How to overload Python functions? Case explanation

What is function overloading? It is easy to understand that it supports the definition of multiple functions with the same name, but the number or type of parameters are different. When calling, the interpreter will call the corresponding functions according to the number or type of parameters.

Overloading is implemented in many languages, such as C + +, Java, etc., but Python does not support it. In this article, with some tips, you can make Python support similar functions.
Also note: whether you are for Python employment or hobbies, remember: project development experience is always the core. If you don't have the latest Python introduction to advanced practical video tutorial in 2020, you can go to the small Python exchange : you can find a lot of new Python tutorial projects under the transformation of "seven clothes, nine seven buses and five numbers" (homophony of numbers). You can also communicate with the old driver for advice!

Different number of parameters

Let's see how C + + implements overloading in this case

#include <iostream>
using namespace std;

int func(int a)
{
	cout << 'One parameter' << endl;
}

int func(int a, int b)
{
	cout << 'Two parameters' << endl;
}

int func(int a, int b, int c)
{
	cout << 'Three parameters' << endl;
}
Copy code

If Python defines functions in a similar way, it will not report an error, but the later function definitions will overwrite the previous ones, which cannot achieve the effect of overloading.

>>> def func(a):
...     print('One parameter')
... 
>>> def func(a, b):
...     print('Two parameters')
... 
>>> def func(a, b, c):
...     print('Three parameters')
... 
>>> func(1)
Traceback (most recent call last):
  File "<stdin>", line 1, in <module>
TypeError: func() missing 2 required positional arguments: 'b' and 'c'
>>> func(1, 2)
Traceback (most recent call last):
  File "<stdin>", line 1, in <module>
TypeError: func() missing 1 required positional argument: 'c'
>>> func(1, 2, 3)
Three parameters
Copy code

But we know that the parameters of Python functions are very flexible. We can define only one function to achieve the same function, like this

>>> def func(*args):
...     if len(args) == 1:
...         print('One parameter')
...     elif len(args) == 2:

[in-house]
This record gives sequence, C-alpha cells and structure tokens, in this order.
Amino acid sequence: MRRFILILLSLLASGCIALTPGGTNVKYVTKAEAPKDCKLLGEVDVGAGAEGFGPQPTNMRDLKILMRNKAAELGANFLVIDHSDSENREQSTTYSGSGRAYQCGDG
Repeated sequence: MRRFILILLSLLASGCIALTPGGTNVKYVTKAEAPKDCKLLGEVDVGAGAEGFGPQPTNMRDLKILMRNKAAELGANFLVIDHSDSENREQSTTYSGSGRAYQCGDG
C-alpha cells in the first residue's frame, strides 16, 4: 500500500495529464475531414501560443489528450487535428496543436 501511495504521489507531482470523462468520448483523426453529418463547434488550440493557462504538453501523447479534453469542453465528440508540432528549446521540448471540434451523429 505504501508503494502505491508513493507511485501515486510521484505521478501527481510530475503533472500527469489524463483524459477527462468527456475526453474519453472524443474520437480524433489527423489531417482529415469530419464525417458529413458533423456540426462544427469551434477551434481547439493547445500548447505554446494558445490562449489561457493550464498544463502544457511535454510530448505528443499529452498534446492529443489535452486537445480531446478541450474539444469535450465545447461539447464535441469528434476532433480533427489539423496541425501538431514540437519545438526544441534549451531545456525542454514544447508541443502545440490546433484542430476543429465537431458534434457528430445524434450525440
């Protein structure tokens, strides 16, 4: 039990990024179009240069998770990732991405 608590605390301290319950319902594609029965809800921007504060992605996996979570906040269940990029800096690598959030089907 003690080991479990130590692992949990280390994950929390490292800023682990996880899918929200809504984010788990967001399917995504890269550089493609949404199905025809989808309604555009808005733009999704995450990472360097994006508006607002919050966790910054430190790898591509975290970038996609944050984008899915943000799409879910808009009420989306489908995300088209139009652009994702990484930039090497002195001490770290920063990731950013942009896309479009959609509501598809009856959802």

...         print('Two parameters')
...     elif len(args) == 3:
...         print('Three parameters')
...     else:
...         print('Error')
... 
>>> func(1)
One parameter
>>> func(1, 2)
Two parameters
>>> func(1, 2, 3)
Three parameters
>>> func(1, 2, 3, 4)
Error
Copy code

Different parameter types

Again, let's see how C + + overloading is implemented in the current situation

#include <iostream>
using namespace std;

int func(int a)
{
	cout << 'Int: ' << a << endl;
}

int func(float a)
{
	cout << 'Float: ' << a << endl;
}
Copy code

In the code, func supports two types of parameters: integer and floating-point. When called, the interpreter looks for the appropriate function based on the parameter type. To implement similar functions in Python, you need to use the functools.singledispatch decorator.

from functools import singledispatch

@singledispatch
def func(a):
	print(f'Other: {a}')

@func.register(int)
def _(a):
	print(f'Int: {a}')

@func.register(float)
def _(a):
	print(f'Float: {a}')

if __name__ == '__main__':
	func('zzz')
	func(1)
	func(1.2)
Copy code

After func function is decorated by functools.singledispatch, two other functions are bound according to different parameter types. When the parameter type is integer or floating-point, a function corresponding to the binding is called; otherwise, the function itself is called.

results of enforcement

Other: zzz
Int: 1
Float: 1.2
 Copy code

It should be noted that this way can only determine the last call function according to the type of the first parameter.

For more details on single dispatch, please refer to the official document

https://docs.python.org/3.6/library/functools.html#functools.singledispatch
Copy code

Note: different return values of functions are also overloaded. There is no better Python implementation, so it is not mentioned

In my opinion, overloading is designed for the flexibility of the language, and python functions have many ingenious designs. It's not necessary to imitate this technology at this time, and it seems that it's against Python's philosophy. Therefore, this article is more about how to imitate, but there is not much explanation for the use scenarios of overloading.
Finally note: whether you are for Python employment or hobbies, remember: project development experience is always the core. If you don't have the latest Python introduction to the advanced practical video tutorial in 2020, you can go to the small Python exchange : you can find a lot of new Python tutorial projects under the transformation of "seven clothes, nine seven buses and five numbers" (homophony of numbers). You can also communicate with the old driver for advice!

The text and pictures of this article come from the Internet and my own ideas. They are only for learning and communication. They have no commercial use. The copyright belongs to the original author. If you have any questions, please contact us in time for handling.

Tags: Python Java

Posted on Mon, 04 May 2020 11:25:11 -0400 by highjo